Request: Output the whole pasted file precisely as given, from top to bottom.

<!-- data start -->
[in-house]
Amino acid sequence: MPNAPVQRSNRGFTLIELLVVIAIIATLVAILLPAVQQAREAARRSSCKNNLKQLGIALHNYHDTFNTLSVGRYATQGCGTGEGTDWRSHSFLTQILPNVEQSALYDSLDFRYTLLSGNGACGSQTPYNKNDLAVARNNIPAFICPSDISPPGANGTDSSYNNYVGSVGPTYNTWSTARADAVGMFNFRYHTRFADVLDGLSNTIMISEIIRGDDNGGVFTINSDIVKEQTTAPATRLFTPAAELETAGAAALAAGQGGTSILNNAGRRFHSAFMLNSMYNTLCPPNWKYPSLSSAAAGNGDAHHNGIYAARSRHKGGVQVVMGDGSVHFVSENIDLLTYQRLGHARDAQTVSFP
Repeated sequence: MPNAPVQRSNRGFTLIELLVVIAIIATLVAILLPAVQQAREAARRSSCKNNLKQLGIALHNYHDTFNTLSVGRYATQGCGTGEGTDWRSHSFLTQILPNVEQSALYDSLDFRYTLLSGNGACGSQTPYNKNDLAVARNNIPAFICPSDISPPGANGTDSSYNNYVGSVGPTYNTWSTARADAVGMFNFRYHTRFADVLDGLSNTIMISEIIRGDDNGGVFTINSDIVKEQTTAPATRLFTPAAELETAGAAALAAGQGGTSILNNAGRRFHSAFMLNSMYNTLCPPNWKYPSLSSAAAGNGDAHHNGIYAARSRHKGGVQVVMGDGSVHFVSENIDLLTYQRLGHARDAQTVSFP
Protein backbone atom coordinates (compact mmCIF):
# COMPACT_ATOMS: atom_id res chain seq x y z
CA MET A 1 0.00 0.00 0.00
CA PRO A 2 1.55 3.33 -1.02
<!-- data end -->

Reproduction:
[in-house]
Amino acid sequence: MPNAPVQRSNRGFTLIELLVVIAIIATLVAILLPAVQQAREAARRSSCKNNLKQLGIALHNYHDTFNTLSVGRYATQGCGTGEGTDWRSHSFLTQILPNVEQSALYDSLDFRYTLLSGNGACGSQTPYNKNDLAVARNNIPAFICPSDISPPGANGTDSSYNNYVGSVGPTYNTWSTARADAVGMFNFRYHTRFADVLDGLSNTIMISEIIRGDDNGGVFTINSDIVKEQTTAPATRLFTPAAELETAGAAALAAGQGGTSILNNAGRRFHSAFMLNSMYNTLCPPNWKYPSLSSAAAGNGDAHHNGIYAARSRHKGGVQVVMGDGSVHFVSENIDLLTYQRLGHARDAQTVSFP
Repeated sequence: MPNAPVQRSNRGFTLIELLVVIAIIATLVAILLPAVQQAREAARRSSCKNNLKQLGIALHNYHDTFNTLSVGRYATQGCGTGEGTDWRSHSFLTQILPNVEQSALYDSLDFRYTLLSGNGACGSQTPYNKNDLAVARNNIPAFICPSDISPPGANGTDSSYNNYVGSVGPTYNTWSTARADAVGMFNFRYHTRFADVLDGLSNTIMISEIIRGDDNGGVFTINSDIVKEQTTAPATRLFTPAAELETAGAAALAAGQGGTSILNNAGRRFHSAFMLNSMYNTLCPPNWKYPSLSSAAAGNGDAHHNGIYAARSRHKGGVQVVMGDGSVHFVSENIDLLTYQRLGHARDAQTVSFP
Protein backbone atom coordinates (compact mmCIF):
# COMPACT_ATOMS: atom_id res chain seq x y z
CA MET A 1 0.00 0.00 0.00
CA PRO A 2 1.55 3.33 -1.02